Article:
Overview

django-externalfiles

Serve files sensibly through Django that do not live in the webroot.

This is great for serving private files. By routing through Django first, any authentication checks can be run before serving the file.

Installing

pip install django-externalfiles

Setting up

Add the following settings to your settings.py:

EXTERNALFILES_UPLOAD_ROOT = '/path/to/external/files/'
EXTERNALFILES_SERVER = 'externalfiles.servers.DebugFileServer'

EXTERNALFILES_UPLOAD_ROOT should be the absolute path to the location of the external files you want to serve.

EXTERNALFILES_SERVER should be the full dotted python import path of an ExternalFileServer class. django-externalfiles comes with four servers:

DebugFileServer

This file server uses Django's in built static file server to work. As such, it should only be used for development servers, and not for production servers!

ApacheXSendfileServer

This file server makes use of the mod_xsendfile Apache module to send files. To install mod_xsendfile on a Debian/Ubuntu system, run:

# apt-get install libapache2-mod-xsendfile
# a2enmod xsendfile

and put the following in the Django vhost:

XSendFile On
XSendFilePath /path/to/external/files

NginxXAccelServer

This file server makes use of the X-Accel module from Nginx to serve files. Use this if your Django app lives behind an nginx server.

Using NginxXAccelServer required one extra setting: EXTERNALFILES_NGINX_URL_BASE. This should be the base URL that Nginx serves X-Accel-Redirect files from. For example, if your Nginx config contained the following:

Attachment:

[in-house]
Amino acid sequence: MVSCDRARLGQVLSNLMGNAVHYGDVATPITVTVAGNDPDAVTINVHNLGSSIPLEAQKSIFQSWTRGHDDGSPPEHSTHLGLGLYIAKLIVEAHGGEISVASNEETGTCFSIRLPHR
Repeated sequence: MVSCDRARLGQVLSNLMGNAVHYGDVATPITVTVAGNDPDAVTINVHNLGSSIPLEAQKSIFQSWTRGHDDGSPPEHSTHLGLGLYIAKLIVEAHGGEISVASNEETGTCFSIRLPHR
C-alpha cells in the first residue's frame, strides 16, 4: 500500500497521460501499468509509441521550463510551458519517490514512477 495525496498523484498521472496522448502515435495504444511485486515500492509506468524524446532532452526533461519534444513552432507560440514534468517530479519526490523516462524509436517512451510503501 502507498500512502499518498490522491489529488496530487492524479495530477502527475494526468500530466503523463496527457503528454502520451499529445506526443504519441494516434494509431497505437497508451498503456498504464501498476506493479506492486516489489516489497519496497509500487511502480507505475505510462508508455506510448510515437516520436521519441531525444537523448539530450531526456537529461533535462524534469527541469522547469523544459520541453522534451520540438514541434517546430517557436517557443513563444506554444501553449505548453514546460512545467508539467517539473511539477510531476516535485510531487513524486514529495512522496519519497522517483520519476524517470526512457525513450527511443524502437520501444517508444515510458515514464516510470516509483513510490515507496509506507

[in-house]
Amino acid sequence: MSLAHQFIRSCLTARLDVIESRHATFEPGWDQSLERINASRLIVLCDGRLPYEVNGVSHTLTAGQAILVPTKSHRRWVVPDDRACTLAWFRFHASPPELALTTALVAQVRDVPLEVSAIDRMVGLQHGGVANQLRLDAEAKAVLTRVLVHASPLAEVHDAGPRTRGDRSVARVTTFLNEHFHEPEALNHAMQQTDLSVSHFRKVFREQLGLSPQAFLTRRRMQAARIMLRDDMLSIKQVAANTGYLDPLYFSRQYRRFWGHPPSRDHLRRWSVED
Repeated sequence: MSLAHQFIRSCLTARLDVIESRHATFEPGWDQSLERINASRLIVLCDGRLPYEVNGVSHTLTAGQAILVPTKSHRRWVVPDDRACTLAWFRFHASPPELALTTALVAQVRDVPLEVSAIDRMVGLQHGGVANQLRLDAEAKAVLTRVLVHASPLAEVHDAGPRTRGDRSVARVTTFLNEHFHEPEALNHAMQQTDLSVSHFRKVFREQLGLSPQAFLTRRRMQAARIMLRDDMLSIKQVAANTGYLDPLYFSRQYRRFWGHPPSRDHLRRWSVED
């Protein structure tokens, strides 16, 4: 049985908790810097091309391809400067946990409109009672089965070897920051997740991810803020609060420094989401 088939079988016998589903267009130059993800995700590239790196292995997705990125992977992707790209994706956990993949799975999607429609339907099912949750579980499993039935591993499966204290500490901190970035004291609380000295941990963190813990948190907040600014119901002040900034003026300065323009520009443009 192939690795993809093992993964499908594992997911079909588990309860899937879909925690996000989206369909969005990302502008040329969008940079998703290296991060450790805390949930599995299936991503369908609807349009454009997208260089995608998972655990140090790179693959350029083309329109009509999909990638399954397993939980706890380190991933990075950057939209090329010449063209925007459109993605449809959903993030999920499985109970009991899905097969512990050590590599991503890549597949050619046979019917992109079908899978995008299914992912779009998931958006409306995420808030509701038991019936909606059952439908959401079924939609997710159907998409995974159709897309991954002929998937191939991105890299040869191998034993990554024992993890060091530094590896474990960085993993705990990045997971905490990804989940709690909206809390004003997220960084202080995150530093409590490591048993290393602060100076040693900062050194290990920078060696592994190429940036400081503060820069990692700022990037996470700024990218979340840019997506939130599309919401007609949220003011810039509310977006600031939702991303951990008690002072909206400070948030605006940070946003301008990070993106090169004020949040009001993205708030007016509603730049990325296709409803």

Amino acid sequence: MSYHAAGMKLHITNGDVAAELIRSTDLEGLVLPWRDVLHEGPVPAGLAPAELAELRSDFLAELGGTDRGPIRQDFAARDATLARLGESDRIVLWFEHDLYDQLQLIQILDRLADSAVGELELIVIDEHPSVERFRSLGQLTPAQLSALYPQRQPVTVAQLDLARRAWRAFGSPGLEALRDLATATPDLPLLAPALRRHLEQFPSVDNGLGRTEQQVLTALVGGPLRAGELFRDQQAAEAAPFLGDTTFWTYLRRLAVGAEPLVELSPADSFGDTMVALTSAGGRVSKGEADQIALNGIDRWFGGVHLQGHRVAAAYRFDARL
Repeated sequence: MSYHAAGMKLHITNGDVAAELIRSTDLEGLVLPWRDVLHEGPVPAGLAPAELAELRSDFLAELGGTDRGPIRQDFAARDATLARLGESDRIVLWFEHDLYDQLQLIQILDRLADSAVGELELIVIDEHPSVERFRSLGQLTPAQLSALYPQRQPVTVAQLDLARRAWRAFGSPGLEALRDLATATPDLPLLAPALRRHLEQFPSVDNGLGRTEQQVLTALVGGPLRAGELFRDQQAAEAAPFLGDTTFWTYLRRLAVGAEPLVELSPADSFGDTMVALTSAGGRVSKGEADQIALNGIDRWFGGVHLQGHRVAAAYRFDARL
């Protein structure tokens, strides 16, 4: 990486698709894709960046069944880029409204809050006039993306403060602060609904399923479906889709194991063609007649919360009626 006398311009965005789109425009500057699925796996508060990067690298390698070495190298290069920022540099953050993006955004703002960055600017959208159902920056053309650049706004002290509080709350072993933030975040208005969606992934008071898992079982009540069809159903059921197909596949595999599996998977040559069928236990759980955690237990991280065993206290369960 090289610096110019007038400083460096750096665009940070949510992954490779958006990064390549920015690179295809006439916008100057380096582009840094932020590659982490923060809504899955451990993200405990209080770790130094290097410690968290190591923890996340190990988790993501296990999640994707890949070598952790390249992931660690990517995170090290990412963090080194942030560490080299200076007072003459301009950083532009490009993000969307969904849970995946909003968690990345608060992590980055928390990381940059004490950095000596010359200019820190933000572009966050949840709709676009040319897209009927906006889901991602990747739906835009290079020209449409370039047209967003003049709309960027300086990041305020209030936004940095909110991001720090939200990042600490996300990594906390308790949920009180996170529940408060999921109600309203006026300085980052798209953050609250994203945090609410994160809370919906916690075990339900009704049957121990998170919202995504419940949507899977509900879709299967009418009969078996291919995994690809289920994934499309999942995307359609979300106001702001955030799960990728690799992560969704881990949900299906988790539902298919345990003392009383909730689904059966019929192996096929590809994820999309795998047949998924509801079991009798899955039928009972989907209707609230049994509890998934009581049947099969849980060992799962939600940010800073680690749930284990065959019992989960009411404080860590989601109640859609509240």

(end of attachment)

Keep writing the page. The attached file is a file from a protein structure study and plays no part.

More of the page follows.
location /protected_files {
        internal;
        alias /path/to/external/files;
}

You would use the following in your settings:

EXTERNALFILES_SERVER = 'externalfiles.servers.NginxXAccelServer'
EXTERNALFILES_UPLOAD_ROOT = '/path/to/external/files'
EXTERNALFILES_NGINX_URL_BASE = '/protected_files'

Using

django-externalfiles is designed to be used as part of a view. The basic use case is checking for permission based on user permissions before serving a private file. It is also designed to work closely with FileFields on models. Consider the following model:

from django.db import models
from externalfiles import storage_engine

class PrivateAttachment(models.Model):

    user = models.ForeignKey('auth.User')
    file = models.FileField(upload_to='private_attachments/',
                            storage=storage_engine)

A users private file could be served using the following view:

from .models import PrivateAttachment
from externalfiles.views import serve

def serve_attachment(request, attachment_pk):

    # Get an attachment for the current user, 404 otherwise
    attachment = get_object_or_404(PrivateAttachment,
                                   user=request.user,
                                   pk=attachment_pk)

    # Serve the file
    return serve(request, attachment.file)

The PrivateAttachment.file is a normal file field, but uses the externalfiles.storage_engine to store its files. This storage engine is a django.core.files.storage.FileSystemStorage with location set to settings.EXTERNALFILES_UPLOAD_ROOT. You can continue to use normal forms for file upload, and treat it just like a normal file field, with one exception: you can not serve it via file.url.